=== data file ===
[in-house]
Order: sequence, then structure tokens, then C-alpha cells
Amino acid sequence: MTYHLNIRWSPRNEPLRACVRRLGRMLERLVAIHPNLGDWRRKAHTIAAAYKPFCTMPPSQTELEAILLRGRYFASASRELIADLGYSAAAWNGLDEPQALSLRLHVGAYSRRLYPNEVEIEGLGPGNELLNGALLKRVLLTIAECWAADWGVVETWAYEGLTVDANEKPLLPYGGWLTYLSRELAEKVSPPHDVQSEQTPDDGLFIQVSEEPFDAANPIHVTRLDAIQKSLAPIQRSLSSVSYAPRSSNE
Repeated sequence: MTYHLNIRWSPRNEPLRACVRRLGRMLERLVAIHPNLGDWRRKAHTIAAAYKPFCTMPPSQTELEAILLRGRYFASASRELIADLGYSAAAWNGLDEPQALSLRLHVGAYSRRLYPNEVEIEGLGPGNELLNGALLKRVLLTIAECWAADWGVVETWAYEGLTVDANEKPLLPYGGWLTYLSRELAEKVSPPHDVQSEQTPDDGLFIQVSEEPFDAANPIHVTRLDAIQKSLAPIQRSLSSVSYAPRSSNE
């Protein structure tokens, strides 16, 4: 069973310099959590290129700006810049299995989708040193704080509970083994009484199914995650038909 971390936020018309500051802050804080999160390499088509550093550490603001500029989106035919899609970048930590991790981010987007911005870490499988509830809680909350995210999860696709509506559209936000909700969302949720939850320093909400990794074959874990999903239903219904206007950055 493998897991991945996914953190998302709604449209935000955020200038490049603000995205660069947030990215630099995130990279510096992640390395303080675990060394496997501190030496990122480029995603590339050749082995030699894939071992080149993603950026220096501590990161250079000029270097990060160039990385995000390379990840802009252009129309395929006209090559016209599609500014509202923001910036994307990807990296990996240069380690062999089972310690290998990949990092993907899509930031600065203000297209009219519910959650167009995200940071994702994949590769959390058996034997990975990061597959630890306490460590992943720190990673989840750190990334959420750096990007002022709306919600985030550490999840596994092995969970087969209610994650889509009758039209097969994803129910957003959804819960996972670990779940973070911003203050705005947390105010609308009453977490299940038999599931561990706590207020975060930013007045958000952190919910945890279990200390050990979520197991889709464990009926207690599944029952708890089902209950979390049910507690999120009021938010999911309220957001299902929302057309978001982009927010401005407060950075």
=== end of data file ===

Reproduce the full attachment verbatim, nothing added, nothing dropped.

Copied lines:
[in-house]
Order: sequence, then structure tokens, then C-alpha cells
Amino acid sequence: MTYHLNIRWSPRNEPLRACVRRLGRMLERLVAIHPNLGDWRRKAHTIAAAYKPFCTMPPSQTELEAILLRGRYFASASRELIADLGYSAAAWNGLDEPQALSLRLHVGAYSRRLYPNEVEIEGLGPGNELLNGALLKRVLLTIAECWAADWGVVETWAYEGLTVDANEKPLLPYGGWLTYLSRELAEKVSPPHDVQSEQTPDDGLFIQVSEEPFDAANPIHVTRLDAIQKSLAPIQRSLSSVSYAPRSSNE
Repeated sequence: MTYHLNIRWSPRNEPLRACVRRLGRMLERLVAIHPNLGDWRRKAHTIAAAYKPFCTMPPSQTELEAILLRGRYFASASRELIADLGYSAAAWNGLDEPQALSLRLHVGAYSRRLYPNEVEIEGLGPGNELLNGALLKRVLLTIAECWAADWGVVETWAYEGLTVDANEKPLLPYGGWLTYLSRELAEKVSPPHDVQSEQTPDDGLFIQVSEEPFDAANPIHVTRLDAIQKSLAPIQRSLSSVSYAPRSSNE
């Protein structure tokens, strides 16, 4: 069973310099959590290129700006810049299995989708040193704080509970083994009484199914995650038909 971390936020018309500051802050804080999160390499088509550093550490603001500029989106035919899609970048930590991790981010987007911005870490499988509830809680909350995210999860696709509506559209936000909700969302949720939850320093909400990794074959874990999903239903219904206007950055 493998897991991945996914953190998302709604449209935000955020200038490049603000995205660069947030990215630099995130990279510096992640390395303080675990060394496997501190030496990122480029995603590339050749082995030699894939071992080149993603950026220096501590990161250079000029270097990060160039990385995000390379990840802009252009129309395929006209090559016209599609500014509202923001910036994307990807990296990996240069380690062999089972310690290998990949990092993907899509930031600065203000297209009219519910959650167009995200940071994702994949590769959390058996034997990975990061597959630890306490460590992943720190990673989840750190990334959420750096990007002022709306919600985030550490999840596994092995969970087969209610994650889509009758039209097969994803129910957003959804819960996972670990779940973070911003203050705005947390105010609308009453977490299940038999599931561990706590207020975060930013007045958000952190919910945890279990200390050990979520197991889709464990009926207690599944029952708890089902209950979390049910507690999120009021938010999911309220957001299902929302057309978001982009927010401005407060950075």